Director Eric Hill uses broad strokes to show us the subtlety in Albee’s play; he also uses the small things—his actor’s reactions, for example—to give us big changes in the inner workings of all four characters.
Author Alex Marshall will present new ideas about how transportation–including modern passenger rail and 21st-century innovations such as driverless cars–can be designed and managed in the public interest.
Originally performed on an outdoor basketball court with its five acts structured as the four quarters and overtime of a basketball game, ‘The Bitter Game’ explores the experience of being Black in America.
“At Home at the Zoo” at Berkshire Theatre Group combines text, direction and acting that make real theatre real, the kind of dramatic wholeness people in theatre aspire to but seldom achieve as well as here.
A native of Pittsfield who now resides in Baltimore, Alec MacGillis covers politics and government for ProPublica, a nonprofit online investigative journalism organization and two-time Pulitzer Prize-winner.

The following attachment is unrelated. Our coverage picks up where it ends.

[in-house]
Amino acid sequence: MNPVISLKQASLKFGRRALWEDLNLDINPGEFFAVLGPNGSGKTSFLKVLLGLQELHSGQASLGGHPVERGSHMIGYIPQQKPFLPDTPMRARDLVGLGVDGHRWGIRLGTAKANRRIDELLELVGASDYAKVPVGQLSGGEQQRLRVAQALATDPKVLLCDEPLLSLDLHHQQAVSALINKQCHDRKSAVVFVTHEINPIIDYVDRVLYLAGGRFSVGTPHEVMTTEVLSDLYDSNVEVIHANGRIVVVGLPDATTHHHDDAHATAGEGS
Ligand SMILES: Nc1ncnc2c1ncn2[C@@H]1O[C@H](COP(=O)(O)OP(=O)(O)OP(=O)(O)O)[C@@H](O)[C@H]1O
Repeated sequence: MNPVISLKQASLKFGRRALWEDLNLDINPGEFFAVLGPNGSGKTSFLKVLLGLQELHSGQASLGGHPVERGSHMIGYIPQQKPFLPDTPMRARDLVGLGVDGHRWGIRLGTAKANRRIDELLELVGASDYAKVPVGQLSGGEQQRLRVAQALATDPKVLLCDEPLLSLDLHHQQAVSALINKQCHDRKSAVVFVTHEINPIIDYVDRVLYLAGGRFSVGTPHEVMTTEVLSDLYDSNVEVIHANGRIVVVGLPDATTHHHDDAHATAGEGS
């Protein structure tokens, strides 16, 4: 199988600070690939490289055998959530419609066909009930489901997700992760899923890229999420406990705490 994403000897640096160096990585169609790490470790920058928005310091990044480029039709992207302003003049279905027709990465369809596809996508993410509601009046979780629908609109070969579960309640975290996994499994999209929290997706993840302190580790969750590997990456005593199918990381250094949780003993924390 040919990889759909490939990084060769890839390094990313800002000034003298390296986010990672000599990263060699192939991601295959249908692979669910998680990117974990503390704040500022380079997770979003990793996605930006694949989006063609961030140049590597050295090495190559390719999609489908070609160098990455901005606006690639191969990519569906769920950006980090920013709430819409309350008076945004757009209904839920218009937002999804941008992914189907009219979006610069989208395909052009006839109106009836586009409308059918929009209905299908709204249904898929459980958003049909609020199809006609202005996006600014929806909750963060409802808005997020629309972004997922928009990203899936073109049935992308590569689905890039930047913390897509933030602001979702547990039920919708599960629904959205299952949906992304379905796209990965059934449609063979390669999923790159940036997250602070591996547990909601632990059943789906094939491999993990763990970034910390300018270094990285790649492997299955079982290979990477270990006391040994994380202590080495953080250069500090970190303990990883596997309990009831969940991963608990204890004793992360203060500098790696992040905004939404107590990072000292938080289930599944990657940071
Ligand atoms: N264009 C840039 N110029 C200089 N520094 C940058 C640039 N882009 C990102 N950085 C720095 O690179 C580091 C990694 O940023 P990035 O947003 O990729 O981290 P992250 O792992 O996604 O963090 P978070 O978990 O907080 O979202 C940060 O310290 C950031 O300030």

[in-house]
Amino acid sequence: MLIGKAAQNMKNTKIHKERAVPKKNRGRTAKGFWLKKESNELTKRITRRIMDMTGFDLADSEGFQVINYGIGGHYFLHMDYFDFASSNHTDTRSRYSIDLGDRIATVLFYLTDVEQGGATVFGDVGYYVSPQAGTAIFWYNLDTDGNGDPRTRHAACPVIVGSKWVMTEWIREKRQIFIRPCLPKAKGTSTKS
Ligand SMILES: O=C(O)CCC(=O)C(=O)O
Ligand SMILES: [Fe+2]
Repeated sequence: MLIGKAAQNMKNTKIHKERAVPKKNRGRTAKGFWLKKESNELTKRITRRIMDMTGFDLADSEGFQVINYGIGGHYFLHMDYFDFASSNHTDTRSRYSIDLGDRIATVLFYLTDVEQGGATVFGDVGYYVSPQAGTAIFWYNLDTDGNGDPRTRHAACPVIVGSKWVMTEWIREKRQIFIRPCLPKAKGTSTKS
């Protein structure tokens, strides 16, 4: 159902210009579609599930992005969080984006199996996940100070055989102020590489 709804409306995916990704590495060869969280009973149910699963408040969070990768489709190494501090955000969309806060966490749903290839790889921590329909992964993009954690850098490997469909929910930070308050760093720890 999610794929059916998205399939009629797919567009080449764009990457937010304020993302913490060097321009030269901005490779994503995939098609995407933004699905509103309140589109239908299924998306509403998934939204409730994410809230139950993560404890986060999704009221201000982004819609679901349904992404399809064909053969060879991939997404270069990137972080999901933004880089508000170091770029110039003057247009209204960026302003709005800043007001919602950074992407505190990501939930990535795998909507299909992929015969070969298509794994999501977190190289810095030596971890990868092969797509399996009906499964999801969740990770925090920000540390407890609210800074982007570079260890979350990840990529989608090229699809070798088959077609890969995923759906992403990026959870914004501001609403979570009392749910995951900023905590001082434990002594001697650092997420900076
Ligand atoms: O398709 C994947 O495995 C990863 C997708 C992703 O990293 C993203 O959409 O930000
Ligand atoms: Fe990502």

To hear Thoreau’s words spoken by David Adkins is revelatory. Adkins is never preachy, always real and confrontational, never violent even with an axe in his hands. His final speech about a vagrant water-lily is as touching a moment as any I’ve seen on a stage in many years.
To NOT see David Adkins in this role as Edgar Allen Poe, if you are a fan of good theater or of Poe or of the arts in general, would be a crime against nature. This is a magical conjoining of talents, the sort that comes along rarely.